Mr Ryder requested the names of the contractors that seemed to be recurring in many of the municipality’s projects. He asked whether the contractors were in the meeting. He further expressed concerns on the length of most projects at the ORTDM. Projects spanning six years were not ideal and that was among the root causes of the municipality’s financial problems. He suggested that contractors had to participate in the meeting to shed light on why projects were delayed. It was unacceptable for contractors to claim that they had run out of funds before the project was completed. That suggested fraud in the tendering system. How many were local contractors?

Finally, he asked whether the ORTDM had experienced people from labour forums who arrived at the work site and demanded 30% of the value of the contract.

Having outlined his concerns, Mr Ryder praised MISA and said it was a brilliant initiative. He wanted to know more about their works and achievements. In addition, he applauded Mr Matomela for an excellent presentation. He said his presentation was telling of the incredible grasp he had on his field. He asked to engage the Committee Secretary on a few proposals that he had on long- and short-term strategies to deal with water issues.

Mr M Moletsane (EFF, Free State) greeted everyone and thanked the presenters. He noted that on the AG’s Report said nothing about zero tolerance on non-compliance. He referred to the land conflict that the municipality had had with the community in the Libode Waste Water project. Since the ORTDM claimed that it was a people-centred entity, had the issue been resolved amicably? He also asked why women were not hired in that specific project.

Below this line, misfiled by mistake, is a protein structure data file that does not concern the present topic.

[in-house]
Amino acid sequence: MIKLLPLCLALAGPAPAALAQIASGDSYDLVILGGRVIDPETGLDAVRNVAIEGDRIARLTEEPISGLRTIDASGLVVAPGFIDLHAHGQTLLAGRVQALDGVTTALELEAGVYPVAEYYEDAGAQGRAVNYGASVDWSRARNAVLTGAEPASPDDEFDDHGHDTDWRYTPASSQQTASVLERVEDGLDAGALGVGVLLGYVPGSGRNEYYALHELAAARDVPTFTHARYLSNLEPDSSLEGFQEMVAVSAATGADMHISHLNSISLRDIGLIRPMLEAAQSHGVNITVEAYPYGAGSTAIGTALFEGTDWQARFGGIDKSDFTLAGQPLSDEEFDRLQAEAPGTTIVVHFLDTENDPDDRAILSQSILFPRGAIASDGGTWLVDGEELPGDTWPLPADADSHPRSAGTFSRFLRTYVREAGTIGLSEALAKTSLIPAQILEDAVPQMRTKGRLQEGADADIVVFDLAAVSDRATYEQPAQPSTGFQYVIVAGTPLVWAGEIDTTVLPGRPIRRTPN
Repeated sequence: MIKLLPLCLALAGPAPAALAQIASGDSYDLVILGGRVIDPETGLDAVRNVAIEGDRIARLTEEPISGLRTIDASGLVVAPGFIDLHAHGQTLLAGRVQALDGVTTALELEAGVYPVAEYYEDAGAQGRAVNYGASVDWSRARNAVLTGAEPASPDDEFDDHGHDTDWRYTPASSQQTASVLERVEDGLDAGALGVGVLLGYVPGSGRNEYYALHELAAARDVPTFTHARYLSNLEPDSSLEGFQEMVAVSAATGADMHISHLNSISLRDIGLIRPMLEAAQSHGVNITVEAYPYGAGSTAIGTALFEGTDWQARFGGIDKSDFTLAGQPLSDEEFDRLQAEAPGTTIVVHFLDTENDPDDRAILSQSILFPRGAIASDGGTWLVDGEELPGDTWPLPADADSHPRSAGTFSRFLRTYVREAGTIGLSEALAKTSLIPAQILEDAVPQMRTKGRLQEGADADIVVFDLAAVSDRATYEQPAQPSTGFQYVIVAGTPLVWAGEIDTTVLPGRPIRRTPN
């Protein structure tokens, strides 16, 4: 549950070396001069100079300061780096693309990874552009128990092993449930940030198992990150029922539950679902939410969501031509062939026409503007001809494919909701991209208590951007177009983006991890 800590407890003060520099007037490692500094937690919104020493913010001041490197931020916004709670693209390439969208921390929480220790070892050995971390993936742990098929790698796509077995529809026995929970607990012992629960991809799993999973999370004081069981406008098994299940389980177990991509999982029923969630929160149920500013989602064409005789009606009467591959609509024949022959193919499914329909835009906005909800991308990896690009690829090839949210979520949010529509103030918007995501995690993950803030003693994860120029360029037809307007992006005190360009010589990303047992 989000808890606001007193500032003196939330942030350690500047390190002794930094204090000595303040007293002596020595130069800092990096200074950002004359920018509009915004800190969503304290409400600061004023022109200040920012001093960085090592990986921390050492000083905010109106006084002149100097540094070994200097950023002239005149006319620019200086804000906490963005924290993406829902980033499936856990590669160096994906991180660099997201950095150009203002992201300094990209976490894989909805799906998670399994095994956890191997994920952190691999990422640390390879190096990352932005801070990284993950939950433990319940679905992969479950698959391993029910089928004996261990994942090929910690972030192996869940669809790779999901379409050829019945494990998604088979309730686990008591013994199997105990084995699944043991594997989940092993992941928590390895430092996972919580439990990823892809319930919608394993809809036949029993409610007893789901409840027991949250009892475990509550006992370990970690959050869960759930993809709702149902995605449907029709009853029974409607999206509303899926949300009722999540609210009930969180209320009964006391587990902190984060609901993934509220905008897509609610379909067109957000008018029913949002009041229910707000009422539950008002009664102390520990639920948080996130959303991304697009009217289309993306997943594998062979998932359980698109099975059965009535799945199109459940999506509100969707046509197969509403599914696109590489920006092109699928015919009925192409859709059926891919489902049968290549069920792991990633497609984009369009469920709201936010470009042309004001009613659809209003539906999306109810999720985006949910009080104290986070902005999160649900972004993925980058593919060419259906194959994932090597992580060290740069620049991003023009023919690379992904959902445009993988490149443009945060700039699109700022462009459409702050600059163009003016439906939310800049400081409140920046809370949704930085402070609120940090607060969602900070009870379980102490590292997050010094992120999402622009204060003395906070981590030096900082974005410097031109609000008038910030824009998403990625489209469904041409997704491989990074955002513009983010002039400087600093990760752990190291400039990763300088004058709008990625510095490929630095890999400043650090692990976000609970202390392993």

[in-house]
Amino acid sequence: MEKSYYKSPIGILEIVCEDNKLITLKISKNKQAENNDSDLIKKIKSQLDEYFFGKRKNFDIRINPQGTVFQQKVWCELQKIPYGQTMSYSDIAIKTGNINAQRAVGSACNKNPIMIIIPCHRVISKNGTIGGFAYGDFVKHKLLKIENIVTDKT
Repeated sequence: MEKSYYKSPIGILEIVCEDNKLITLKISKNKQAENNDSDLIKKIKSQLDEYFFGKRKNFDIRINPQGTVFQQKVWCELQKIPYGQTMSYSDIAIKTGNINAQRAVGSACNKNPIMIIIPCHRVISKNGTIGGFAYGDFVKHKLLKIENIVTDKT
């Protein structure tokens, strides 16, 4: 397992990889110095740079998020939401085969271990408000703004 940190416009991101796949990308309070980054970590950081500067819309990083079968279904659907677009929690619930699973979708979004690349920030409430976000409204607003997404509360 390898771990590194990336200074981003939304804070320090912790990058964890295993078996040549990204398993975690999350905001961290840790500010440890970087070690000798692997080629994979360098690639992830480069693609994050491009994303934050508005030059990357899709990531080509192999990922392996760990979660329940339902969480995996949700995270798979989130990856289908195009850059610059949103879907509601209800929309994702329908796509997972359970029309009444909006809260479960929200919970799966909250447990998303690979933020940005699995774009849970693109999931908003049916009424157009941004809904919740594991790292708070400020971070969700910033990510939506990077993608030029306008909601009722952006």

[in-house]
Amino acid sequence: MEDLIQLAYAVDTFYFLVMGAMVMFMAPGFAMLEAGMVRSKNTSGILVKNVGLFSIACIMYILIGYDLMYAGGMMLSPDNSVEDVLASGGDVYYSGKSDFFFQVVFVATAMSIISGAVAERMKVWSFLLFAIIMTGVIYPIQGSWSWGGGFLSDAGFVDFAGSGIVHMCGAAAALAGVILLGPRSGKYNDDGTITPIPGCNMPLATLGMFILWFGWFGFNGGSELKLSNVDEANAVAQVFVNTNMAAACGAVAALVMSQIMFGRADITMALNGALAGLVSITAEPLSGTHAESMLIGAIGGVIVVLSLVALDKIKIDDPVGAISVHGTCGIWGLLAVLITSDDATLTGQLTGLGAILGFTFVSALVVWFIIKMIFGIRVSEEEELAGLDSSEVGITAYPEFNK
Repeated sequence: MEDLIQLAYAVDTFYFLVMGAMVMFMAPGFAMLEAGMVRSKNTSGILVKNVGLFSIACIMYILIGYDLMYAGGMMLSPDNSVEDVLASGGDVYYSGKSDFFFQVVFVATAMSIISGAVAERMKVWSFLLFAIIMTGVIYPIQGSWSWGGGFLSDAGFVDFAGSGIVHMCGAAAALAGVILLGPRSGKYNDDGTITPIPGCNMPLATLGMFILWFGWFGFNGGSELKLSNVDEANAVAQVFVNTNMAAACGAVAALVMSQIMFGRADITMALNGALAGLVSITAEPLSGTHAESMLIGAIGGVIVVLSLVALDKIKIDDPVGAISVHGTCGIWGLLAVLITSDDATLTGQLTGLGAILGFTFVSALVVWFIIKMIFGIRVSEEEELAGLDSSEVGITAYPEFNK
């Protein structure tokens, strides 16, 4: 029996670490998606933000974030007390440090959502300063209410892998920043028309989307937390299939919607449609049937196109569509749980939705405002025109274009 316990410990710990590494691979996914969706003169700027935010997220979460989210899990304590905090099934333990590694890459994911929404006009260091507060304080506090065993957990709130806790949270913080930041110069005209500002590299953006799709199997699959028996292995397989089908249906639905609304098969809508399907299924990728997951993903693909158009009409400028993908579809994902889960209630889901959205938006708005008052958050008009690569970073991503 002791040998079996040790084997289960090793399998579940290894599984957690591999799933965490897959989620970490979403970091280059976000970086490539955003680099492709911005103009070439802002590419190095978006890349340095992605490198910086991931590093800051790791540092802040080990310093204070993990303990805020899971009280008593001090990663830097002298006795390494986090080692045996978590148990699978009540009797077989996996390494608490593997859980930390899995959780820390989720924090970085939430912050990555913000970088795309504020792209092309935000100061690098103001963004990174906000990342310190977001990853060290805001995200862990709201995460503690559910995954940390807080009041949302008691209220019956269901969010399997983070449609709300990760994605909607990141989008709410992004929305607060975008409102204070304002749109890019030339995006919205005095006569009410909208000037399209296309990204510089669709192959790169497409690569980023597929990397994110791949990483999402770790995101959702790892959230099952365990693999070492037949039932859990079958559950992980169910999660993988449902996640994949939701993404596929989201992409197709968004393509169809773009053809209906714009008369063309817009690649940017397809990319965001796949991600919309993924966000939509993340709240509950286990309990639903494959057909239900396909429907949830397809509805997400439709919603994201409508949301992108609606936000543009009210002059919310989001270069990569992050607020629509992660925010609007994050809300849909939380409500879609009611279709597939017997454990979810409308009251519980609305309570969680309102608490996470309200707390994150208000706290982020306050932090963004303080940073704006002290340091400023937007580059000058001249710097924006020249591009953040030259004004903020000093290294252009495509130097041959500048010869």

The Chairperson agreed with Mr Moletsane that the question on the absence of women was a pertinent one. She requested an explanation as to why they had been excluded. How had the ORTDM’s projects impacted communities in its local municipalities? On other issues, she agreed with Mr Ryder’s suggestion that the Treasury had to engage in the discussion. She encouraged its representatives to prepare to answer questions. She asked the Committee Secretary if the Portfolio Committee of Finance, the Member of the Executive Council for Finance (MECF) and the Eastern Cape Treasury Department were present.

The Committee Secretary replied that it was difficult to tell because none of them had contacted him directly. However, there were representatives from National Treasury that were interested in commenting on the subject matter.

Before giving National Treasury the floor, the Chairperson noted that the Portfolio Committee from the Legislature in the Eastern Cape was not represented. The MEC was the same MEC for COGTA in the Eastern Cape. After weeks of discussing the issue with the Portfolio Committee, she expected an understanding of the severity of the situation. In light of the financial crisis that had befallen the ORTDM, she asked where the oversight body was? Oversight bodies did not support the municipality and they failed to execute their roles effectively. She was greatly disappointed by their absence and demanded an explanation for why they did not attend the meeting.

The Chairperson posed additional questions on the issue of escalating costs and requested more clarity. Had the municipality learnt any lessons from its experiences and had it any long-term plans to tackle some of the problems that were highlighted in the presentations? She agreed with Mr Moletsane’s point on consequence management and stated that there was a growing concern of rent-seeking among officials in government organisations. She lamented that they relentlessly abused state financial grants because they knew politicians were going to take the blame on their behalf.

Amidst the ORTDM crisis, the Chairperson said the communities anticipated delays in the municipality’s projects and they were aware of the misconduct of officials. The Executive Mayor was lucky to be in the Eastern Cape because her municipality was in proximity with the Nelson Mandela University which had a strong academic background on infrastructural development. She urged her to engage the University on matters discussed in the meeting.